February 1st is celebrated as Lá Féile Bríde (Saint Brigid's Day) in Ireland. St Brigid is the female patron saint of Ireland (together with St. Patrick, whose feast day is March 17th). St Brigid’s Cathedral is one of the oldest (if not the oldest), sites of continuous worship in Ireland. According to the annals, Brigid established her ministry at a place called Druim Criadh (the ridge of clay) around 480AD. It is said she built her church under the branches of a large oak tree that grew on the ridge, in what is now the town of Kildare (from the Irish ‘Cill Dara’ meaning ‘Church of the Oak’).
A Norman cathedral, built in 1223, now occupies the site of the original church of St. Brigid, which according to some, was also the site of an earlier pre-christian shrine to a similarly named Goddess/Deity. The cathedral was built in the early gothic style, with a square central tower, reflecting the structure’s dual purpose as both a place of defence and of religious worship. Falling into disrepair after the dissolution of the monasteries in the 16th Century, It was restored in the 19th Century and continues to undergo further restoration today.
The cathedral houses a collection of stone carvings ranging from early Christian, to Norman and later. One of the finest pieces is the tomb of Bishop Walter Wellesley who died in 1539; carved on the underside of which is a tiny Sheela-na-Gig.
The purpose of these strange carvings of women displaying their genitalia is unknown. Some say the carvings are remnants of a pre-Christian motifs of a fertility or mother goddess, while others argue that they represent the medieval view of female lust as hideous and sinfully corrupting.
The grounds of the cathedral also contain a number of fascinating links to the early history of the site including a Round Tower, Celtic Cross and the supposed remains of St. Brigid’s Fire House/Temple. The Round Tower is one of the finest surviving examples of its type and standing at 33 metres, is the second highest in Ireland. The granite High Cross is missing its top, and because of its lack of decoration, is difficult to date; though presumed to be an early christian artefact.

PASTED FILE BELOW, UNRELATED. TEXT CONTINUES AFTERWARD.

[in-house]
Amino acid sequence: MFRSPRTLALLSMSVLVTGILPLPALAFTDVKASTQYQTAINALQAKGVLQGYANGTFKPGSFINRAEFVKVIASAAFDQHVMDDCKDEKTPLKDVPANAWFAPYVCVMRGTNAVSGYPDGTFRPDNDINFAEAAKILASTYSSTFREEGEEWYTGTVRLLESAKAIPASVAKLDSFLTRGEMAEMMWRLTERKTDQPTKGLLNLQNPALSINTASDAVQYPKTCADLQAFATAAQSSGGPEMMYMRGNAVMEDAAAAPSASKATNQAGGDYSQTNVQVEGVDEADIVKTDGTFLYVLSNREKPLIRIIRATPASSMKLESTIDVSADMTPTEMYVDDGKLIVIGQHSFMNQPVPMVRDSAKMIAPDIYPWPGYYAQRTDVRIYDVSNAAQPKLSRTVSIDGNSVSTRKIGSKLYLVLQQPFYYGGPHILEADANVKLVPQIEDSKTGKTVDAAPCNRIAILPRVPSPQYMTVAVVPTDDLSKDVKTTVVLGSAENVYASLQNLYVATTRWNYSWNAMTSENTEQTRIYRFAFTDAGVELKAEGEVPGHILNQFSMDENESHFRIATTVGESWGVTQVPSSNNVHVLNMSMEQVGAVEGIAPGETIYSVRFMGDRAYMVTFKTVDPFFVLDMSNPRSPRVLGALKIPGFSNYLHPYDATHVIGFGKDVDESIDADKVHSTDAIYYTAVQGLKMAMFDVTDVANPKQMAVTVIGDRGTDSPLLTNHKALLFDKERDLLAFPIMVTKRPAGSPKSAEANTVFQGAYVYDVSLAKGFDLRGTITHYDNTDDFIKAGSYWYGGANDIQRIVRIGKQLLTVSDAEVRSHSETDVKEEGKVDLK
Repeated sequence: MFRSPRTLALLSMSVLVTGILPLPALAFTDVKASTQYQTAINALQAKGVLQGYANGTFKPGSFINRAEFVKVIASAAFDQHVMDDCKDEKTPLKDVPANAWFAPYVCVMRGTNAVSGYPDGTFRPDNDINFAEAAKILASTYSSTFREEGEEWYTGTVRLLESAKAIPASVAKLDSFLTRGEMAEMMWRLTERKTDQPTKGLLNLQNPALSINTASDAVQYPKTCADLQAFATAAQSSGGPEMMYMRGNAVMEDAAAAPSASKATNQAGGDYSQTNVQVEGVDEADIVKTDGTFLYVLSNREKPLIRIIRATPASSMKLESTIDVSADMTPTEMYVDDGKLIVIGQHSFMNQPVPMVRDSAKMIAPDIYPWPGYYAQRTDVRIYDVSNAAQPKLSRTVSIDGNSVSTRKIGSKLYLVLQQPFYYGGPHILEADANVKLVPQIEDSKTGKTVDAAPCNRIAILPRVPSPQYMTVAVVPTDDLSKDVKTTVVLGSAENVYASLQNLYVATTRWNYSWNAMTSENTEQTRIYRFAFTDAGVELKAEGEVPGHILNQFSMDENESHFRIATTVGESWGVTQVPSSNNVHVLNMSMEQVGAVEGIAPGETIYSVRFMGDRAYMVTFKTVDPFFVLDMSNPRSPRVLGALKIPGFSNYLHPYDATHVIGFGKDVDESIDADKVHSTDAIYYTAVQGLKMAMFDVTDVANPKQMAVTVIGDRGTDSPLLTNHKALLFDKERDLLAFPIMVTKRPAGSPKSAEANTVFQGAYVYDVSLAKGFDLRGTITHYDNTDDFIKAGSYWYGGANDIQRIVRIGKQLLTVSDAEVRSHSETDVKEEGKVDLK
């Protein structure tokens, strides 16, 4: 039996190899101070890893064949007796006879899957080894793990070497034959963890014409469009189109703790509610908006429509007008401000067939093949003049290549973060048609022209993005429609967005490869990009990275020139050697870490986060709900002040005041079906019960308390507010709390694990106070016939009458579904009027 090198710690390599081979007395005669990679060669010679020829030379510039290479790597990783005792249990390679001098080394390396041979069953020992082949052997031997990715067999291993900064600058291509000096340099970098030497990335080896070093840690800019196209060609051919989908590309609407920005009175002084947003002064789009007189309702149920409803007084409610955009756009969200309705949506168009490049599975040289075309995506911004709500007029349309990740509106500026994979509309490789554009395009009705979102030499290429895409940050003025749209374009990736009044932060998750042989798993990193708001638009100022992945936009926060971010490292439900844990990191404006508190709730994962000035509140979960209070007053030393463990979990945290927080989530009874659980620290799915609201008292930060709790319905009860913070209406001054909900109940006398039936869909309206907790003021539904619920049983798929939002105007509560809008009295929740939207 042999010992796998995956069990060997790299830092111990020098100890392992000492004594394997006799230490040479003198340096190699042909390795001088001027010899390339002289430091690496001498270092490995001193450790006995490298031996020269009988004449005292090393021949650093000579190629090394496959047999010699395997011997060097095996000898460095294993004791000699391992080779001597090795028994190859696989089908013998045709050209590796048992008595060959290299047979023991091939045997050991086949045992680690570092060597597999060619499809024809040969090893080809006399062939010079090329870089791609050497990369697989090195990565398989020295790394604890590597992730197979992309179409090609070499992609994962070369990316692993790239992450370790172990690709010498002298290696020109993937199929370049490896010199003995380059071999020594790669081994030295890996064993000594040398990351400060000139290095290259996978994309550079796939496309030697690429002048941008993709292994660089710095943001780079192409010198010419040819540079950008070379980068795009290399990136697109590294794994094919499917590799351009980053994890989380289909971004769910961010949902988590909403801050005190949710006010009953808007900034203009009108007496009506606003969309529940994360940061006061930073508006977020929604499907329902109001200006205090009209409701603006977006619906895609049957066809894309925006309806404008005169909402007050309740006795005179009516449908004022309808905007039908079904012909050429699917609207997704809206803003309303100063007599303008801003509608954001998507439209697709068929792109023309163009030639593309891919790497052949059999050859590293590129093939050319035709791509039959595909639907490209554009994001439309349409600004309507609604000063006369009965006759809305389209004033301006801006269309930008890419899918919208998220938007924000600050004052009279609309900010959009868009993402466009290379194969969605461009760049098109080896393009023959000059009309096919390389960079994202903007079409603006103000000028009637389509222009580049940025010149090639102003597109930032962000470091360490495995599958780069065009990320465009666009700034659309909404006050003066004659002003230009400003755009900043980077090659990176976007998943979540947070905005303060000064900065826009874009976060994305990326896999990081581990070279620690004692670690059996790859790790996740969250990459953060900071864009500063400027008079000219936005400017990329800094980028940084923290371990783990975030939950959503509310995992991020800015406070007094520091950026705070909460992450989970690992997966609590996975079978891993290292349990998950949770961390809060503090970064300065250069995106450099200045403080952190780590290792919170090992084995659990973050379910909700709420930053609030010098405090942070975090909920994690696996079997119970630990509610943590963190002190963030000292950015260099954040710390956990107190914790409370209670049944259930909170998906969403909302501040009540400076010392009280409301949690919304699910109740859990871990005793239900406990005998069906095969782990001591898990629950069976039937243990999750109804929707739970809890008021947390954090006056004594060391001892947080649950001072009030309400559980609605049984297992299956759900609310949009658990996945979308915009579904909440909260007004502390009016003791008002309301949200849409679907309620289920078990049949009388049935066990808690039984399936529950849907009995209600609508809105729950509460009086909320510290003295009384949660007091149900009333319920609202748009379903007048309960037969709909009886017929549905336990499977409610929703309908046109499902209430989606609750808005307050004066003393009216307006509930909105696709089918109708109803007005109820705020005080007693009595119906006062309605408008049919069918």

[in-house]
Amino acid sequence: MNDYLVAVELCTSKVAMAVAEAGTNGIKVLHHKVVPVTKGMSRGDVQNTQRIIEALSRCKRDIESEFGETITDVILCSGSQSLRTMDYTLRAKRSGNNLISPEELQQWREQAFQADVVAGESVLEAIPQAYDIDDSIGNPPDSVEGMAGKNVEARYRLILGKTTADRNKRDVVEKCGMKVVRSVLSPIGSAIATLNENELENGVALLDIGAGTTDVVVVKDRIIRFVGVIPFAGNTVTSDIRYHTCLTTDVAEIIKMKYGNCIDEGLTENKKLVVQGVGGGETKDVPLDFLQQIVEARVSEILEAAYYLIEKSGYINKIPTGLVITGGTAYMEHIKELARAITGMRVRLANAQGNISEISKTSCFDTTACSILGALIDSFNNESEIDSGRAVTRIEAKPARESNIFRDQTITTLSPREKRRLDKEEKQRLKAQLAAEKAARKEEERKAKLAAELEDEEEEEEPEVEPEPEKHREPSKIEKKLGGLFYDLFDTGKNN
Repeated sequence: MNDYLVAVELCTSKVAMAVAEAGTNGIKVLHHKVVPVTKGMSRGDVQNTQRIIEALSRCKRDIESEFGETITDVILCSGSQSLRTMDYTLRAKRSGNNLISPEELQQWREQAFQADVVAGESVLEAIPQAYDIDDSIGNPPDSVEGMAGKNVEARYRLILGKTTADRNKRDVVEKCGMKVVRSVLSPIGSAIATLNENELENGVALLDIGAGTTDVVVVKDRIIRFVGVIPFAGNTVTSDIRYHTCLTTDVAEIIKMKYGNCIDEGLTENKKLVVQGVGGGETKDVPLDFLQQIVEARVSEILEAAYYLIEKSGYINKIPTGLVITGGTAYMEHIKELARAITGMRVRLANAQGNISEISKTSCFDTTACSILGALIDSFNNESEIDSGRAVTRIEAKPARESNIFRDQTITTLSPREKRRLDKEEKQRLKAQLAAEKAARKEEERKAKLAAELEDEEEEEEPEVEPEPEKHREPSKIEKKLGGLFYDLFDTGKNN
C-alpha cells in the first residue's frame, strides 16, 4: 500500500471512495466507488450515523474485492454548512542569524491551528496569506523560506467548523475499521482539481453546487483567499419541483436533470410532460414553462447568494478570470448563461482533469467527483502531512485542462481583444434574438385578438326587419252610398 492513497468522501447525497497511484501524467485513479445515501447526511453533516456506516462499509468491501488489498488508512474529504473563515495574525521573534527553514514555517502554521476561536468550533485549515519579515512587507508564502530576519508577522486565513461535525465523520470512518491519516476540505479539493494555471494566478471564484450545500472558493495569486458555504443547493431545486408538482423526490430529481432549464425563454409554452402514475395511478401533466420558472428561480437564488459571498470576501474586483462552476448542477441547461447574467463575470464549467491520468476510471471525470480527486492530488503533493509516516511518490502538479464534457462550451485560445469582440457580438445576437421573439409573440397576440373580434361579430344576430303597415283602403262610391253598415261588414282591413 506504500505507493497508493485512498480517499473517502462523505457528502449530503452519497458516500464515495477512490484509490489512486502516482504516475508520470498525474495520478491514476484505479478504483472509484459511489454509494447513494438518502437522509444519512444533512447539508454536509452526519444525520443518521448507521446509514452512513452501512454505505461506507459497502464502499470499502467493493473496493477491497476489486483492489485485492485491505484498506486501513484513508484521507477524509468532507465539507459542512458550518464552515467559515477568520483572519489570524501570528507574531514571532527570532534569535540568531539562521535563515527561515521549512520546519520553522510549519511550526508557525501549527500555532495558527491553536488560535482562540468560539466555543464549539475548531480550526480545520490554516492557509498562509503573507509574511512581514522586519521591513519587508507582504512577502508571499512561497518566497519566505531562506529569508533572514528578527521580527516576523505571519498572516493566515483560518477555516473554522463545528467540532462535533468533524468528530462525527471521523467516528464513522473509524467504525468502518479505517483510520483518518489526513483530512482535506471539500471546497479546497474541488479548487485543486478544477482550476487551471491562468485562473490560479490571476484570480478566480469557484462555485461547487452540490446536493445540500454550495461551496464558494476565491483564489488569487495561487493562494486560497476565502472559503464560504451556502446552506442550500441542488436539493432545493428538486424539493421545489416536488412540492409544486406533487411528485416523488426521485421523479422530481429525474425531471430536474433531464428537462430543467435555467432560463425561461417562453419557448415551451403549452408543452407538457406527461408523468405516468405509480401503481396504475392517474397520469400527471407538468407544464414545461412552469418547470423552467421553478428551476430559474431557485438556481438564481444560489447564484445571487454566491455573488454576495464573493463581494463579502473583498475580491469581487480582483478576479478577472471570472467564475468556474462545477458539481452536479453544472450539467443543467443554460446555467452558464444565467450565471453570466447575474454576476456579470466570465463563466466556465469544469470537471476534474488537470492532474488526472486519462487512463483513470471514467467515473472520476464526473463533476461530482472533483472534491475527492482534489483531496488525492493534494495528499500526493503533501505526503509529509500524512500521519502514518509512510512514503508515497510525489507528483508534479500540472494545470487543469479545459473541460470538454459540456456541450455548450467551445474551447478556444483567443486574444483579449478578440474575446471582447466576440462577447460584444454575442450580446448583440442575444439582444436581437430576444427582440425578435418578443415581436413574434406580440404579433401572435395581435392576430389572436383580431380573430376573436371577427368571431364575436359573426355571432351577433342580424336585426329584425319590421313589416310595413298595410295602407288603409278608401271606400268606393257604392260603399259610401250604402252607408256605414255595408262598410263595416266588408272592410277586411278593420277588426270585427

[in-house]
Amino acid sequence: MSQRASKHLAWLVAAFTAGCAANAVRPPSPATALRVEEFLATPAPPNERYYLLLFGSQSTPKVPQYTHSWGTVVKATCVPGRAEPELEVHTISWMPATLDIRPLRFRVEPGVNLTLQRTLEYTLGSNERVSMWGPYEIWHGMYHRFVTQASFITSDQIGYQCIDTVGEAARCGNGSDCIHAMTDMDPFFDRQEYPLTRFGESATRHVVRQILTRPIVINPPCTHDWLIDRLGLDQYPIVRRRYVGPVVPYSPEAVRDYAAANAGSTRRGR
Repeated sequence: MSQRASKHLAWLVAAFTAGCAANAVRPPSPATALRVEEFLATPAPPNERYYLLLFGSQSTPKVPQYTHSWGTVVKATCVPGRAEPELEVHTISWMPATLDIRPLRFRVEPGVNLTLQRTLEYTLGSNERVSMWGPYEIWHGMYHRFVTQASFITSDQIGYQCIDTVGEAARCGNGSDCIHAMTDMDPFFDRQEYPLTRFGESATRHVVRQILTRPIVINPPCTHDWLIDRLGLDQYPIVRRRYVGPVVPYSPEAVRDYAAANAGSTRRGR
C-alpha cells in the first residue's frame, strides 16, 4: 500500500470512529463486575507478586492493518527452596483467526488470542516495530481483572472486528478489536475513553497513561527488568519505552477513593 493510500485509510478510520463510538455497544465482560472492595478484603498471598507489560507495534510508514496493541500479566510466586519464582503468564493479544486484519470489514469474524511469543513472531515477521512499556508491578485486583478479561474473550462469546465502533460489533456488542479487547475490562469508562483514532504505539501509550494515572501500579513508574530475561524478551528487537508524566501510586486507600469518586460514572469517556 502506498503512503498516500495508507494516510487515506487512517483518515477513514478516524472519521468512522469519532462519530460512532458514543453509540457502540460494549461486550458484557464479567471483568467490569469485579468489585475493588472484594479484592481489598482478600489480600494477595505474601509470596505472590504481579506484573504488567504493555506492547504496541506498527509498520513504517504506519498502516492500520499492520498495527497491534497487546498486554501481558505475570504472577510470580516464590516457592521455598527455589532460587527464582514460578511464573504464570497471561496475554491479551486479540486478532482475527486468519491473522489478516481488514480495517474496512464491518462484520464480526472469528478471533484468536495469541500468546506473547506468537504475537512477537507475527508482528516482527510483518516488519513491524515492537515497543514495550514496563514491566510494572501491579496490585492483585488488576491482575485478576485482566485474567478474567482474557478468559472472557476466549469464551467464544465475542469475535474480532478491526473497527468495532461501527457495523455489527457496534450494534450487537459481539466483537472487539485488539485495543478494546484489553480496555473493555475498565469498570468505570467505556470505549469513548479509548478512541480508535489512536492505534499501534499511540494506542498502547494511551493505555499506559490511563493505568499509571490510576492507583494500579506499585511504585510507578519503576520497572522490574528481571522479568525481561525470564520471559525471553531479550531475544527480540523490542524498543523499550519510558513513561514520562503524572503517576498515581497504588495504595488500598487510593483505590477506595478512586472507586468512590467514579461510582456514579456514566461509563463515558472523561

According to some late-medieval accounts, a perpetual flame was kept in the original oratory at the site. Old sketches do show the ruined gable of a building, but the only remains of it today consist of a small rectangular hollow enclosed by a low, reconstructed rubble wall, with a plaque proclaiming it to be the “Foundations of St. Brigid’s Fire Temple’.
One of the most interesting features of the cathedral is that one of the outside cornerstones has a hole running through it. Known as the wishing stone, it is said that if you can put your arm through the hole and touch your head or shoulder, your prayers to Brigid will be answered.
Within a mile or two of the Cathedral, there are two holy wells dedicated to St Brigid. The first is known as the Garden Well and was built in the 1950’s when the other, much older well (known as the ‘Wayside Well’), could not accommodate the crowds that would gather on St Brigid’s Day and various other holy days.
The Garden Well is a very nice, well kept, serene kind of place. The well is fed by a spring that flows underground before appearing again under a stone archway. The stones below the archway are known as St Brigid's slippers. The stream then flows past a modern bronze statue of Saint Brigid.
The Wayside Well” is a simple, circular stone well, similar in design to many of the older holy wells you’ll find around Ireland. The surrounding trees are still hung with clooties; pieces of cloth which are generally dipped in the water of the well and then tied to a branch while a prayer of supplication is said to its guardian.